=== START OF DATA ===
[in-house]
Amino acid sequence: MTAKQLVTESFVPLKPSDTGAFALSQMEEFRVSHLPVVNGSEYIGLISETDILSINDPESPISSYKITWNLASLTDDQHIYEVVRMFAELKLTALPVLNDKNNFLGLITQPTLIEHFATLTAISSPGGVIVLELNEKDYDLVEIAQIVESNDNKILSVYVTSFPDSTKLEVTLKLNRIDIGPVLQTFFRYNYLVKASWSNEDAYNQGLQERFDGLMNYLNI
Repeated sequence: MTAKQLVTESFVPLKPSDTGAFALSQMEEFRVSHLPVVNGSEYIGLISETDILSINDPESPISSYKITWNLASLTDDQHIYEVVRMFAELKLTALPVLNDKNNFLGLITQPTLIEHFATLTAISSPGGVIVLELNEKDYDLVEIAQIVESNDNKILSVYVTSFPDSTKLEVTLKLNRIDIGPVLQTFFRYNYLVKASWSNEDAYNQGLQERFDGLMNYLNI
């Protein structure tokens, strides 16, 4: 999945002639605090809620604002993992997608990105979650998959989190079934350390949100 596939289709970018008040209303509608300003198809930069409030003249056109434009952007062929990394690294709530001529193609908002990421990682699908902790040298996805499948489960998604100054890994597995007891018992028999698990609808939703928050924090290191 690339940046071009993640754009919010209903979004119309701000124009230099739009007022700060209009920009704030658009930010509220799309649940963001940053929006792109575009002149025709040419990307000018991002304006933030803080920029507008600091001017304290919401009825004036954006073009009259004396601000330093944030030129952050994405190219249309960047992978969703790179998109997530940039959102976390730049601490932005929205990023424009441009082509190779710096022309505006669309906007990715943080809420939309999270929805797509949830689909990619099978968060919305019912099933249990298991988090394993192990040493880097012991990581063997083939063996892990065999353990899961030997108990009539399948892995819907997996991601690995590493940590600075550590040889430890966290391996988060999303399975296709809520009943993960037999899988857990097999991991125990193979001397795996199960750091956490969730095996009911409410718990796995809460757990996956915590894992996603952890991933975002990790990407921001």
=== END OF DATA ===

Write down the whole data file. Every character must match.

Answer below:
[in-house]
Amino acid sequence: MTAKQLVTESFVPLKPSDTGAFALSQMEEFRVSHLPVVNGSEYIGLISETDILSINDPESPISSYKITWNLASLTDDQHIYEVVRMFAELKLTALPVLNDKNNFLGLITQPTLIEHFATLTAISSPGGVIVLELNEKDYDLVEIAQIVESNDNKILSVYVTSFPDSTKLEVTLKLNRIDIGPVLQTFFRYNYLVKASWSNEDAYNQGLQERFDGLMNYLNI
Repeated sequence: MTAKQLVTESFVPLKPSDTGAFALSQMEEFRVSHLPVVNGSEYIGLISETDILSINDPESPISSYKITWNLASLTDDQHIYEVVRMFAELKLTALPVLNDKNNFLGLITQPTLIEHFATLTAISSPGGVIVLELNEKDYDLVEIAQIVESNDNKILSVYVTSFPDSTKLEVTLKLNRIDIGPVLQTFFRYNYLVKASWSNEDAYNQGLQERFDGLMNYLNI
């Protein structure tokens, strides 16, 4: 999945002639605090809620604002993992997608990105979650998959989190079934350390949100 596939289709970018008040209303509608300003198809930069409030003249056109434009952007062929990394690294709530001529193609908002990421990682699908902790040298996805499948489960998604100054890994597995007891018992028999698990609808939703928050924090290191 690339940046071009993640754009919010209903979004119309701000124009230099739009007022700060209009920009704030658009930010509220799309649940963001940053929006792109575009002149025709040419990307000018991002304006933030803080920029507008600091001017304290919401009825004036954006073009009259004396601000330093944030030129952050994405190219249309960047992978969703790179998109997530940039959102976390730049601490932005929205990023424009441009082509190779710096022309505006669309906007990715943080809420939309999270929805797509949830689909990619099978968060919305019912099933249990298991988090394993192990040493880097012991990581063997083939063996892990065999353990899961030997108990009539399948892995819907997996991601690995590493940590600075550590040889430890966290391996988060999303399975296709809520009943993960037999899988857990097999991991125990193979001397795996199960750091956490969730095996009911409410718990796995809460757990996956915590894992996603952890991933975002990790990407921001």